Liveryman Tom Ross, OBE, is chairman of the Children’s Liver Disease Foundation. At our dinner on 30 January he updated the Company on how donations from our Charitable Trust had make a big difference to the charity.
This what Tom said:
Liver disease in babies and children is comparatively rare , with a similar incidence to childhood leukaemia. There are about 100 different types of liver disease, so some are very rare indeed, and all are life-threatening. The effect on families when a diagnosis is made is often devastating, and it was through providing information and emotional support to families that CLDF had its origins about 40 years ago.
The provision of emotional support and information to families remains a key activity for CLDF. It also provides information and education to medical professionals, it funds research and it acts as an advocate for liver disease in children in a world where competing demands for health service resources make the voice of those with comparatively rare conditions difficult to be heard.
Over the past 11 years, CACT has made regular donations totalling £52,000 to CLDF, and I would like to record the gratitude of all connected with the Charity for this generous support. One of CACT’s wishes is that donations should be used in ways which makes a real difference to people’s lives and I am confident that this has been achieved throughout the past 11 years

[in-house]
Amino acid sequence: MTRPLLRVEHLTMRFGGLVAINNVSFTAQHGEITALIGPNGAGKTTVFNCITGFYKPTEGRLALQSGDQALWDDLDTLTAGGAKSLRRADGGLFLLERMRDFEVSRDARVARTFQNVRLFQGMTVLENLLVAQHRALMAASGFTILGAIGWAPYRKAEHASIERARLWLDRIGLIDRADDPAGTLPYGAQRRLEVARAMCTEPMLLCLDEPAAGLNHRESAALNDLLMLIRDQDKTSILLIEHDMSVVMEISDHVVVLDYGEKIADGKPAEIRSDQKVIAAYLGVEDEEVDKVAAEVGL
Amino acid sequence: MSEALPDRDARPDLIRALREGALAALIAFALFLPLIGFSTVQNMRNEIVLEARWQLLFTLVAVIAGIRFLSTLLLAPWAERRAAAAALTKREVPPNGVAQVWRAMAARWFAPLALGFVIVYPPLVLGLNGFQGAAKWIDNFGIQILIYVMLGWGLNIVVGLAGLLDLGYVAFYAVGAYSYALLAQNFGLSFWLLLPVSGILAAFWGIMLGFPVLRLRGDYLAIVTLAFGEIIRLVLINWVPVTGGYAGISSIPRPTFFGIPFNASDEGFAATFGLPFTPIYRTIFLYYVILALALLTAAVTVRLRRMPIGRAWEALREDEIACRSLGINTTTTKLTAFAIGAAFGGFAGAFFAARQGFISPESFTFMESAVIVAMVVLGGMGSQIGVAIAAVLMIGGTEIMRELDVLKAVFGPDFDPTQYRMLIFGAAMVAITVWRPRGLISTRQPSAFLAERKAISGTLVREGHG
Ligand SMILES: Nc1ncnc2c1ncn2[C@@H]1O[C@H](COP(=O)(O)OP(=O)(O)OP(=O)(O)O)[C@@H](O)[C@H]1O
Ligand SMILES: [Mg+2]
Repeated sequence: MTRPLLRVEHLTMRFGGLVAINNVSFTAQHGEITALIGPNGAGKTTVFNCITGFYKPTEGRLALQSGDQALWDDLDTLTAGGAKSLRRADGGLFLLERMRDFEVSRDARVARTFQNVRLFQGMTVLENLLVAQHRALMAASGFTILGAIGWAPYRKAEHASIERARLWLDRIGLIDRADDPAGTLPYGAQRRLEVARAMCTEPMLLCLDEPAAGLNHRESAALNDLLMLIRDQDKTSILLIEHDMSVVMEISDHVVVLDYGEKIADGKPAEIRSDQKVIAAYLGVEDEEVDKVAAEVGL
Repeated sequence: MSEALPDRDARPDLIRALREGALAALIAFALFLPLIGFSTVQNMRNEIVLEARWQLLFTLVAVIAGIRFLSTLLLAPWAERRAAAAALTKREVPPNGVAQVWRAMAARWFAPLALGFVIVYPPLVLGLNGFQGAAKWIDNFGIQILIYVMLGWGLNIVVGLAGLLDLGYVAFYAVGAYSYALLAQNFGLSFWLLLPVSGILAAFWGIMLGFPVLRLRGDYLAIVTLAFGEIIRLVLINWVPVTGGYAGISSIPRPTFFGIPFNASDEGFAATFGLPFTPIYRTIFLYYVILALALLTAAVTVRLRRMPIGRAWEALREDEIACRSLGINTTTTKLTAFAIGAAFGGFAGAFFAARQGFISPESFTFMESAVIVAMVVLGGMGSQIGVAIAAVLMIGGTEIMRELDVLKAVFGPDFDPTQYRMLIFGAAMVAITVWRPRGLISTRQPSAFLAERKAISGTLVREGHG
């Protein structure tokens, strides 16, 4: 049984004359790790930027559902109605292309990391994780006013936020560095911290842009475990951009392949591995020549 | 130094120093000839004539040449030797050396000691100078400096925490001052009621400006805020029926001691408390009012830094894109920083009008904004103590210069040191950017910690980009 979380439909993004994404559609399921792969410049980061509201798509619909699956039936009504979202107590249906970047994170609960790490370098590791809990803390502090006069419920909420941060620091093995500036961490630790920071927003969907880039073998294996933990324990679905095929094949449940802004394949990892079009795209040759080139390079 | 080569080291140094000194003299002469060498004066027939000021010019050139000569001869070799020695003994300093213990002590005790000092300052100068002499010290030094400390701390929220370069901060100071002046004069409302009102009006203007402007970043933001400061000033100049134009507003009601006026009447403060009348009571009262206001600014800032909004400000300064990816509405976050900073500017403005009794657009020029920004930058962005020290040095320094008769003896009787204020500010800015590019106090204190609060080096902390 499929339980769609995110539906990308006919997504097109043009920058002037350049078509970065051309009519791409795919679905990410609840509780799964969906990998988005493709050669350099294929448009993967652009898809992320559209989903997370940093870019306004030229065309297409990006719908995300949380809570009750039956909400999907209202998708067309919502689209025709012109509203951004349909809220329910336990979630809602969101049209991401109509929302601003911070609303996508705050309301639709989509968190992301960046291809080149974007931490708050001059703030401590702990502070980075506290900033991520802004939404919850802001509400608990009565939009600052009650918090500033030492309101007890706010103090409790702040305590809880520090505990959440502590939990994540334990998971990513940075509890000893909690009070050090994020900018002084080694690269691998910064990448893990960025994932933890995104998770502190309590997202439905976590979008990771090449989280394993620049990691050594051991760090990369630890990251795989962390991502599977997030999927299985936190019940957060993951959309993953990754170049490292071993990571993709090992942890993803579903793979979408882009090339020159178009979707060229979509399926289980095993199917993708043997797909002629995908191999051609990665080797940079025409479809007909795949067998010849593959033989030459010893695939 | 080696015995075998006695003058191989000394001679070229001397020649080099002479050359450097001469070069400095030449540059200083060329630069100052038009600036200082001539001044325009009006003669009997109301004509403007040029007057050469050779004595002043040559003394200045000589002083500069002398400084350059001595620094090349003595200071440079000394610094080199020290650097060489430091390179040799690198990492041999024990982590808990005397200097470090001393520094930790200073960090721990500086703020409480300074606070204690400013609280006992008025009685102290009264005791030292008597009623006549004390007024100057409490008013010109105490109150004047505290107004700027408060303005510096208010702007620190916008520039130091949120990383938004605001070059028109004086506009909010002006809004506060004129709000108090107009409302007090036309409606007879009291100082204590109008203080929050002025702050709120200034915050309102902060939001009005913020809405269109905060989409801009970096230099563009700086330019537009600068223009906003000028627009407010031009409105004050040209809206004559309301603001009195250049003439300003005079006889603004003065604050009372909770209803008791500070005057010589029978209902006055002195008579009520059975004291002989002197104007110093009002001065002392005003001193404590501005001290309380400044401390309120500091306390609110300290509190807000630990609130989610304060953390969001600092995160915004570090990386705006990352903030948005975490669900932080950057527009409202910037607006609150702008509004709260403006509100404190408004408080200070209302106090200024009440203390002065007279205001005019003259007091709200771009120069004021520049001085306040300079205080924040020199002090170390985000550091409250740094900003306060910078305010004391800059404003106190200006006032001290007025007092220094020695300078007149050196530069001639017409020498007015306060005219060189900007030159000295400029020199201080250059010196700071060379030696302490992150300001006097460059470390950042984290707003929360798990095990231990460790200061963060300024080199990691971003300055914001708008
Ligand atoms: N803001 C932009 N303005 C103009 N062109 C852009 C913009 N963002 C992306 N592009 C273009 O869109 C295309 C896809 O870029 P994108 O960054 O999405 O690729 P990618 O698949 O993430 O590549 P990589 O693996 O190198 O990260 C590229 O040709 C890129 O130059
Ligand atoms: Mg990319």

As with many medical conditions, early diagnosis is key to a successful outcome. The right aftercare is also vital. A problem with liver disease in newborn babies is that symptoms of liver damage are very similar to those of jaundice and are easily missed by busy practitioners who may not have come across the condition before. The Charity’s highly regarded Yellow Alert campaign, which aims to educate midwives, nurses, health visitors and GP’s about the early warning signs, has been supported for some years by CACT donations. It is a campaign that has undoubtedly saved lives. CLDF has also run many study days for practitioners covering early diagnosis and aftercare. The materials for these days have been funded by CACT donations. The feedback has invariably been excellent.
CACT donations have also supported the funding of information packs for parents and families of affected babies and children. These cover a wide range of topics, for example information about the particular condition of the child, how to navigate the hospital and aftercare system, managing diet and drug regimes, and explaining the implications of it all to siblings. Despite all the information now on the internet, we find that families really value leaflets and booklets that are relevant to their circumstances and are expressed in non technical language. The actuarial world is not the only one where there is a danger that experts will lapse into jargon!
In conclusion, thank you again to CACT and its donors for your support. The liver journey for children with liver disease and their families is not easy, but your support has helped to make it much easier that it would otherwise be.
Tom Ross, 30 January 2020